Breaking Down Barriers to Mental Health Parity in Disability Plans

Tasha Patterson@Work


Breaking Down Barriers to Mental Health Parity in Disability Plans

By Teri Weber, SVP, Spring Consulting Group

Employee well-being and engagement have been front and center for the last two years. Employers have been trying to focus on their employees’ mental health in the face of unprecedented stress and anxiety prompted in some cases by a global pandemic. The original worries and unknowns were exacerbated by personal isolation, delayed medical services, and the burden of heavy emotional labor at home due to potential joblessness, home schooling, and other issues. The initial enjoyment from wearing pajamas most of the day turned into an inability to get out of bed, refuel oneself, and build connections for many people, who felt added pressure and needed additional support.

Smart organizations reacted. They enhanced networks, expanded virtual services, and found new partners to fill voids. Through targeted action they reduced mental health stigma, increased access to care, and decreased barriers to behavioral health services to build greater mental health parity.

The concept of mental health parity is not new. The Mental Health Parity Act, which was originally passed in 1996, ensures that large group health plans cannot impose annual or lifetime dollar limits on mental health benefits that are less favorable than limits on medical and surgical benefits.1 And the Paul Wellstone and Pete Domenici Mental Health Parity and Addiction Equity Act of 2008 ensures large group health plans and insurers that provide mental health or substance use disorder benefits do not place limits on these services that would not be placed on medical and surgical services.

This cutting-edge legislation opened our minds to the biases embedded in our healthcare system that restricted access to behavioral health services. Fast forward to the 2010 Patient Protection and Affordable Care Act (ACA) and required additional parity with individual and group health plans. A full decade later the Consolidated Appropriations Act (CAA) is forcing us to examine quantitative considerations and nonquantitative treatment limitations (NQTLs), which go beyond the high-level plan design features and require health plans to compare up to 216 unique NQTLs and ensure that sufficient information is available to validate that parity exists related to administration. For example, some areas of heightened concern include billing, pre-authorization and pre-certifications; limitations or exclusions on behavioral analysis therapy; and nutritional counseling or medication-assisted treatment for opioid use disorders.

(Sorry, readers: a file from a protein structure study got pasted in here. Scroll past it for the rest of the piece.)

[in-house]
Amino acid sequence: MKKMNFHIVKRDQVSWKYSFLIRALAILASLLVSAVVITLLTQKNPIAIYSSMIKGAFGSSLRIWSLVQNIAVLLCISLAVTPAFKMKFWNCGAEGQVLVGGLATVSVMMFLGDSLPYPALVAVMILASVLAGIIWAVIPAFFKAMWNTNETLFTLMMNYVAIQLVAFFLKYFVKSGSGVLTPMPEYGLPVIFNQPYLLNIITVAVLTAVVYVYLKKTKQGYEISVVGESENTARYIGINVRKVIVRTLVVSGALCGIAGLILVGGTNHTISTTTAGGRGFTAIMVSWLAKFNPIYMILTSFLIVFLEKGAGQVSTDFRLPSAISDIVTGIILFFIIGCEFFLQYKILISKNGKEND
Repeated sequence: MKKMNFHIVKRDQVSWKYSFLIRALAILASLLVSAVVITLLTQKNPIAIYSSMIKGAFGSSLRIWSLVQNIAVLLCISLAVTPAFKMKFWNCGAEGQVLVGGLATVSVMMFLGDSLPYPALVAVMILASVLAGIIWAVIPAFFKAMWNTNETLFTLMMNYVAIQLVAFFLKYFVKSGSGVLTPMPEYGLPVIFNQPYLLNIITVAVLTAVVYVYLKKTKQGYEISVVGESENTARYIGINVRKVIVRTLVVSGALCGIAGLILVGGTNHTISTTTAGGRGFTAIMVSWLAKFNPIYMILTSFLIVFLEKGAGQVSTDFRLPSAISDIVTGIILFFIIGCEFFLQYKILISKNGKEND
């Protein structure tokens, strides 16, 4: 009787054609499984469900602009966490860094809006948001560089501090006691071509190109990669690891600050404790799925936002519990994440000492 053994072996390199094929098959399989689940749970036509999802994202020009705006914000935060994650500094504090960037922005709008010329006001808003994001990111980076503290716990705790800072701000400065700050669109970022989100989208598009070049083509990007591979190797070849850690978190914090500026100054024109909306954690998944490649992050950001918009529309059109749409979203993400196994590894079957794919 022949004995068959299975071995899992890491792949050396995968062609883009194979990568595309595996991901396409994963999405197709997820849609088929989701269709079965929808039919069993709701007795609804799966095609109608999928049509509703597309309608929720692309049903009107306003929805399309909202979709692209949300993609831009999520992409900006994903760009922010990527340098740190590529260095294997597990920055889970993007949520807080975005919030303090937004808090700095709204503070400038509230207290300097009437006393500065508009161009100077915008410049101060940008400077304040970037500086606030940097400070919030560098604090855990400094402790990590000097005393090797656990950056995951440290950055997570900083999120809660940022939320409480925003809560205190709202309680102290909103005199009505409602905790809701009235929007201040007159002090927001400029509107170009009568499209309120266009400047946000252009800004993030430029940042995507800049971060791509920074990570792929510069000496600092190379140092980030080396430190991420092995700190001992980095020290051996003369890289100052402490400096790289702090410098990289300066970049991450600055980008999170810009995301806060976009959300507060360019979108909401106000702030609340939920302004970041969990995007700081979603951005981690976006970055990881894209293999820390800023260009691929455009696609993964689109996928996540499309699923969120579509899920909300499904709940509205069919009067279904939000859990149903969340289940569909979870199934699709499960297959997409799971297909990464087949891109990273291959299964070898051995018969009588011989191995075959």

The timeline of mental health parity legislation shows that progress has been made, but it has been slow and only focused on parity between mental health compared with medical and surgical benefits. This leaves a big gap in other areas of insurance, which maintains the stigma related to mental illness and substance use disorders and results in embedded discriminatory practices and bias.

  • 1996 – Mental Health Parity Act
  • 2008 – Mental Health Parity and Addiction Equity Act
  • 2010 – Affordable Care Act
  • 2013 – Mental Health Parity & Addiction Equity Act (Final Ruling)
  • 2016 – CMS release non-qualitative guidance.
  • 2018 – DOL releases self-compliance tool for employers.
  • 2020 – Consolidated Appropriations Act; DOL re-releases compliance tool.

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